Some of the lessons being bandied about include the following:
- Picking one issue and rallying the whole movement behind it (gay marriage instead of gays in the military, for example)
- Reframing the debate (in this case, from “gay rights” to embracing the “responsibilities” that marriage brings)
- Making sure that movement leaders keep a low profile
So can we make a plausible education analogy? I think it’s a stretch, and not just because ed reformers love to appear on magazine covers. Gay marriage is fundamentally a moral issue. Legalizing it doesn’t cost taxpayers any serious money; it won’t balloon the deficit; there are no “vested interests” in terms of employee unions protecting their pensions or rapacious corporations seeking to make a fast buck. It’s simply a matter of inclusion and freedom on one side, tradition and gut feelings on the other. It’s a classic social issue.
Not so with education reform. Though all sides of its debates try to claim the moral high ground and use moralistic rhetoric, making schools work better is largely a management/service/governance challenge.
Take the question of “picking one issue” to rally around. Which would
Sir Michael Barber is no stranger to education reform—indeed, he is well known to serious policy reformers, education leaders, and wonks in the U.S. and around the globe, thanks to his key roles in British reforms under Tony Blair, his penetrating analyses of diverse systems while at McKinsey, his writings on “deliverology” and other education topics, and—most recently—his work as “chief education adviser” at Pearson.
What practically nobody (outside Pakistan) knew about Barber until a week or two ago is that he has also served these past three years as “special representative on education in Pakistan” for Britain’s Department for International Development (the U.K. counterpart to USAID). In that capacity, he has spearheaded a remarkable ed-reform initiative—indeed, an education transformation, albeit just getting beyond the pilot stage—in Punjab, the largest province in Pakistan with 94 million people. Considering that nearly all the news about Pakistan that reaches American eyes and ears is so grim—political upheavals, terrorism, assassinations, floods, poverty, corruption, illiteracy—I was blown away to learn that Michael and his team of change-agents in the Punjab government, with help from several international donors, have been successfully beavering away at this hugely ambitious endeavor to bring a decent education to children throughout that vast chunk of south Asia.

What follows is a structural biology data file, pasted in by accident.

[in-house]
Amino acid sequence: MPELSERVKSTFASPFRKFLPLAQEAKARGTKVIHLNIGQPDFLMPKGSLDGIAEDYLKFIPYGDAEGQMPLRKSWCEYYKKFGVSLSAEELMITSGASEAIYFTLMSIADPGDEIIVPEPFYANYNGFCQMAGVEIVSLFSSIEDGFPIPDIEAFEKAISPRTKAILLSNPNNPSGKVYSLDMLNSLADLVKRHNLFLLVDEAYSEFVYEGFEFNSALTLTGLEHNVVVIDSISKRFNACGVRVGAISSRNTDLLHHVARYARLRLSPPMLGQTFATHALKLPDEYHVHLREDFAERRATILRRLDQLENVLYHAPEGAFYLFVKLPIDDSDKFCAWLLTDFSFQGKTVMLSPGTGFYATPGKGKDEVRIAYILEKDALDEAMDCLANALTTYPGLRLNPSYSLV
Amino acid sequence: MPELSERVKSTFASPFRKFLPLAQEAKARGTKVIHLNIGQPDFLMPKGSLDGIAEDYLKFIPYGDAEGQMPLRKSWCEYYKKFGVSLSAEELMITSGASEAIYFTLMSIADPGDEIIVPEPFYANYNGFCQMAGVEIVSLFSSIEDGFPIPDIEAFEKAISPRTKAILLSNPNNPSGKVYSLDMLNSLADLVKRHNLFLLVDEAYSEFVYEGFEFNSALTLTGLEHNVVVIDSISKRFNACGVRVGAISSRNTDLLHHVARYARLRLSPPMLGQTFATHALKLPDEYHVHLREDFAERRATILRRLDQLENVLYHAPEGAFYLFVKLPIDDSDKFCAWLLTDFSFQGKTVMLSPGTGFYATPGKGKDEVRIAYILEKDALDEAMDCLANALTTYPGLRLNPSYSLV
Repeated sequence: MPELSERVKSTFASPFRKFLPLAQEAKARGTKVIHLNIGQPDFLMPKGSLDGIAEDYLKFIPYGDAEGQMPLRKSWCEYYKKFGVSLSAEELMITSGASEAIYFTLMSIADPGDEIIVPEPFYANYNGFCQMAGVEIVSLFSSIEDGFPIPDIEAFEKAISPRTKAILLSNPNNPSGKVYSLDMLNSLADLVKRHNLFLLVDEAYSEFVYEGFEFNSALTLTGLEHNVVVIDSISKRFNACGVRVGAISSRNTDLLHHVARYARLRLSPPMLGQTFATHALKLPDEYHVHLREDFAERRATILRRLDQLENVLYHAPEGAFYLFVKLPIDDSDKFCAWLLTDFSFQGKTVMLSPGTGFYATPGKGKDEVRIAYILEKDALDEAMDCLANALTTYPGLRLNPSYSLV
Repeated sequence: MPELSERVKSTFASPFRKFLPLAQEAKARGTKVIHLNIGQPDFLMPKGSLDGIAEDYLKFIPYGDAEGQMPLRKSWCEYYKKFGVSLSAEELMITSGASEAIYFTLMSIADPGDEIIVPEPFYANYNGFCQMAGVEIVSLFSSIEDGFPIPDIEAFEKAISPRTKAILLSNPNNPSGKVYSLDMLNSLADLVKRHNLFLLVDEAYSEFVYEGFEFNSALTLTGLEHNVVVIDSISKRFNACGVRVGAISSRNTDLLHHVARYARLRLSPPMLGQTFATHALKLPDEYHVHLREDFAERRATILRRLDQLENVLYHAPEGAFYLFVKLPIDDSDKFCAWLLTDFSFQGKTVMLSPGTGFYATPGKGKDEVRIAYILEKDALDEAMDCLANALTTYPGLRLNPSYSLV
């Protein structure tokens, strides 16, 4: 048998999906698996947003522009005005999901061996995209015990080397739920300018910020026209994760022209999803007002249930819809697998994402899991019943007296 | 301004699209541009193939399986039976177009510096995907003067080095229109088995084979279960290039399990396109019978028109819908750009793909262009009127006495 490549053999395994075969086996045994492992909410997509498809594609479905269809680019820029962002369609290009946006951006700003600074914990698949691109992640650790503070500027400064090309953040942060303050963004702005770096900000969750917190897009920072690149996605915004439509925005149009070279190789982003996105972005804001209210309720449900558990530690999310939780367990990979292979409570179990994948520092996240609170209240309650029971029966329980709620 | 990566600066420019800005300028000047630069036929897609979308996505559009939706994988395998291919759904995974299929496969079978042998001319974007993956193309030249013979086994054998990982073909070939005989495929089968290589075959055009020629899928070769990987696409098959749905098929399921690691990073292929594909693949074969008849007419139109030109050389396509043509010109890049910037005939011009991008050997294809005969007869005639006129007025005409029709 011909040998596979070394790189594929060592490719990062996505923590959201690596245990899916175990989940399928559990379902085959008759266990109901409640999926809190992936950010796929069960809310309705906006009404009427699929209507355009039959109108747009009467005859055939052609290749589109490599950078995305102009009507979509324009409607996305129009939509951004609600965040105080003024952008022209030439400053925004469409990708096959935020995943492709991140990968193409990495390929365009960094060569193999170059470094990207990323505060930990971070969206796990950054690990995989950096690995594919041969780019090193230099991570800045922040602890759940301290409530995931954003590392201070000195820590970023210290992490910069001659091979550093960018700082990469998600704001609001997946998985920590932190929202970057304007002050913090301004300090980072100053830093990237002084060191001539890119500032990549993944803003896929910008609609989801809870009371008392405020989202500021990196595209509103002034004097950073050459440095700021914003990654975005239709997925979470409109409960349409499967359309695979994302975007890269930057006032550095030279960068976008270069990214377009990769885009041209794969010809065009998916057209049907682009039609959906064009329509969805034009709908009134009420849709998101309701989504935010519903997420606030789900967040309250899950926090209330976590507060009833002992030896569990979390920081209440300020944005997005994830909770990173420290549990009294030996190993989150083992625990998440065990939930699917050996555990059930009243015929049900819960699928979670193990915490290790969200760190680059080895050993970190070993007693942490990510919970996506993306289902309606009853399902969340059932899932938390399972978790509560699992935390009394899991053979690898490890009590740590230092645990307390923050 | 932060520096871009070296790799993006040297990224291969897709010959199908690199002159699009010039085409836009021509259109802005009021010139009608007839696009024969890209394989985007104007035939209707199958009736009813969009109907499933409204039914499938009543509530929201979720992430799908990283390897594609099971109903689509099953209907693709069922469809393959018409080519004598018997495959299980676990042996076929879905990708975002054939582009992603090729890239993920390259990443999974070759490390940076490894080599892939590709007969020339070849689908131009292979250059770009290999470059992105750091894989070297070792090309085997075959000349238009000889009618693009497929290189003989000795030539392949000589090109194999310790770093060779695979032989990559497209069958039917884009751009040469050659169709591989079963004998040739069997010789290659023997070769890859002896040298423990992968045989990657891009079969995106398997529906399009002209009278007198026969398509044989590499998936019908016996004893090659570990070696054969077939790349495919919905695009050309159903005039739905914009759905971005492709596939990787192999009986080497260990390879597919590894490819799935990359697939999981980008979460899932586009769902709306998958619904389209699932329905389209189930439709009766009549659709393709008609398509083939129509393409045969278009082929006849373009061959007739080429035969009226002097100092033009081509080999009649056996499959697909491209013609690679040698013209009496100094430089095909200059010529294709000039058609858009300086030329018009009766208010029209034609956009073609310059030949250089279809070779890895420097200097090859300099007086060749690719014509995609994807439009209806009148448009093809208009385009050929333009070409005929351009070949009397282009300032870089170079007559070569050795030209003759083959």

Now he’s described that project in a short, readable book that is informative and
About the Editor
Michael J. Petrilli
Executive Vice President
Mike Petrilli is one of the nation's foremost education analysts. As executive vice president of the Thomas B. Fordham Institute, he oversees the organization's research projects and publications and contributes to the Flypaper blog and weekly Education Gadfly newsletter.